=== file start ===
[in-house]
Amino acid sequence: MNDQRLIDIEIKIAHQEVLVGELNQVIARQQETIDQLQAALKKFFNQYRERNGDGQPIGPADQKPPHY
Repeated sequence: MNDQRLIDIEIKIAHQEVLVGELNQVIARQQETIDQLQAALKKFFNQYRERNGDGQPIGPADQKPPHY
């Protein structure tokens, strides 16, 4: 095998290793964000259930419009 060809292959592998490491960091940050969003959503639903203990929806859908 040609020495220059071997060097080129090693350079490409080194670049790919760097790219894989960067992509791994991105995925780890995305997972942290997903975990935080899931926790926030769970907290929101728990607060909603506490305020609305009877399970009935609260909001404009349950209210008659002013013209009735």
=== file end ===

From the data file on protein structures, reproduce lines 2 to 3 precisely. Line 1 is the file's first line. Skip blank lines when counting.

Amino acid sequence: MNDQRLIDIEIKIAHQEVLVGELNQVIARQQETIDQLQAALKKFFNQYRERNGDGQPIGPADQKPPHY
Repeated sequence: MNDQRLIDIEIKIAHQEVLVGELNQVIARQQETIDQLQAALKKFFNQYRERNGDGQPIGPADQKPPHY